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Avoiding a trip to the shop can mean a trip to the tip

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As it is not easy to get out for any length of time, I now do most of my non-food shopping on line.

Generally speaking, this works very well, and I have mostly good experiences.

Yesterday I sent for a wok. Our last one died of old age, several years ago, and since then I have managed with a large frying pan. OK, but not ideal, so I thought it was time for a treat.

I love prepping the veg for a stir fry (no packets for me, even though elsewhere I have sung the praise of convenience foods), and we both love eating them. They are also the best way of getting vegetables down Robert, as otherwise, through choice, his idea of 5-a-day would be 5 portions of oven chips.

So, having assured myself that it would be money well spent, I browsed, and found what I wanted on a website I had used before. The wok seemed of good quality, guaranteed for 10 years, was very reasonably priced, and delivery was free. Bingo. I placed my order. That was at3.45pm yesterday afternoon. The wok was delivered at 7 am this morning!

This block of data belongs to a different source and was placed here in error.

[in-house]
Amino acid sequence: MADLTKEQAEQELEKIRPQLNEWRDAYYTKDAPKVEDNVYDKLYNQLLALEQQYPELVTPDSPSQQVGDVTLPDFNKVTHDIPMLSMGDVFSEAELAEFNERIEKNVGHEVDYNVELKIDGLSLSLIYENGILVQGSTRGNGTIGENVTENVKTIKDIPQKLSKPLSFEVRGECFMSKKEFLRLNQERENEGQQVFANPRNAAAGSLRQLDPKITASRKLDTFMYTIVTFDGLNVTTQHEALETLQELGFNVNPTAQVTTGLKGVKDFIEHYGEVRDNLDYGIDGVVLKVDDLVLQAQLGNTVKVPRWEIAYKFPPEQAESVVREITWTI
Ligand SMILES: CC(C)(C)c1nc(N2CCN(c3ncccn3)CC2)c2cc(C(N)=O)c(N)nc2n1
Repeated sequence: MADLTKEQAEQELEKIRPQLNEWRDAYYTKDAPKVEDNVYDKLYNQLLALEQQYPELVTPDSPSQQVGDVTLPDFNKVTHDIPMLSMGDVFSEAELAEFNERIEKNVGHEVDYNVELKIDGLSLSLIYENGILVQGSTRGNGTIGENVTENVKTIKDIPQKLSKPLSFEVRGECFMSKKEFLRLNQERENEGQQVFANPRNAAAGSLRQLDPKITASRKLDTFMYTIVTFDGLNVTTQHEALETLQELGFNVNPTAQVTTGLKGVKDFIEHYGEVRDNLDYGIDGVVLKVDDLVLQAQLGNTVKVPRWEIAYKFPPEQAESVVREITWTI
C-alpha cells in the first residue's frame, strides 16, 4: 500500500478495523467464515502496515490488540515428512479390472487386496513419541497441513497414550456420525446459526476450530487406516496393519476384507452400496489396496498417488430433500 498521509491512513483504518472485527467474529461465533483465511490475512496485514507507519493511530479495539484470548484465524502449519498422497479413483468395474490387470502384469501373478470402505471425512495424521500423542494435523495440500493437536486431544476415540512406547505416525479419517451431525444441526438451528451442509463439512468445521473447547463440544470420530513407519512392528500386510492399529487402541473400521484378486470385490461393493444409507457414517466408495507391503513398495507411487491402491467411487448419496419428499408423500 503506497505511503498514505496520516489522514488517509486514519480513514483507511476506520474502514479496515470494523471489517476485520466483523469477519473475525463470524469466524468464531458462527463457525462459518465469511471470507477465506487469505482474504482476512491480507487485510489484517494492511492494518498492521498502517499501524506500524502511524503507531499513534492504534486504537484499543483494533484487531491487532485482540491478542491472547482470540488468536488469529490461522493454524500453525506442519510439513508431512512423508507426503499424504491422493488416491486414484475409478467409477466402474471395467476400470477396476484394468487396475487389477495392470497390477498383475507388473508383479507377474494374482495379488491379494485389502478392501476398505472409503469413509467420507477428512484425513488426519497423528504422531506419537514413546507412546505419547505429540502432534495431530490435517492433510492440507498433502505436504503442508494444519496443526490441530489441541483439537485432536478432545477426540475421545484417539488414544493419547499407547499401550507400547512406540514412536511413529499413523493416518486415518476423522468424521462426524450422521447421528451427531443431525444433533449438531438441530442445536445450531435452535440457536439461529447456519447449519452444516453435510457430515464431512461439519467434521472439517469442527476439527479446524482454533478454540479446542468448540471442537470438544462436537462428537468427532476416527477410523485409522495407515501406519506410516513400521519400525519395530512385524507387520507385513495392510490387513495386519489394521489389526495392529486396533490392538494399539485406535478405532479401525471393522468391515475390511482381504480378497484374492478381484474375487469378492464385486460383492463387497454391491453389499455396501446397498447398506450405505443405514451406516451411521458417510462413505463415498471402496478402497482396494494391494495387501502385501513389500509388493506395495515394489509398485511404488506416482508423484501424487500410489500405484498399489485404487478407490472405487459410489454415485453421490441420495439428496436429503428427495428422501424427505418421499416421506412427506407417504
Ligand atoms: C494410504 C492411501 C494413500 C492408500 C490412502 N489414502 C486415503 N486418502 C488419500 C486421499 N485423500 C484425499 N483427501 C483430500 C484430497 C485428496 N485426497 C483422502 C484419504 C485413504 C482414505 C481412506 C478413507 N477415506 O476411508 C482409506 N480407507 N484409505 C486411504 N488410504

When I eventually got to unpack it, I was not disappointed. It is made of heavy gauge carbon steel, and the manufacturers claim it is virtually indestructible. I believe them It is so robust that I think it would happily double up as a lump hammer.

So,  why the packaging? It came in a box big enough to sit in, When I eventually penetrated the seeming miles of CARE! FRAGILE sticky tape (yes, fragile!) I found that at least 7/8ths of the box was full of large, fat, sausage style inflated plastic. Nestling in the middle of this was the wok, wrapped in a further 3 metres of bubble wrap.

The plastic would have taken up almost all of the volume of my wheelie bin, so I have tossed it into the car (with the back seats down) until I have the time and opportunity to go the council tip, a round trip of 16 miles.

As for the box, I managed to get it through the extra width back door – just- and it too will have to go to the recycling centre, as soon as I can find someone with enough muscle to break the stout cardboard up for me. 

An otherwise good shopping experience spoilt. By packaging! No wonder it gets such a bad press. We should not rest until we have fought manufactures and every else responsible for this madness.

To break down huge boxes you need to be strong. To dispose of it you need transport. To open a packet of razor blades, as I did this morning, you need Krypton factor skills. Even opening a packet of cheese, or batteries, or salami, can break finger nails.

So where does this leave the sick, the elderly, the disabled, the poorly sighted, the people with arthritic hands?

Coping with day's ridiculously difficult and often unnecessary packaging challenges even the young, fit and healthy.

I am pleased to note that WHICH are on the case. What can we ourselves do to bring about change?

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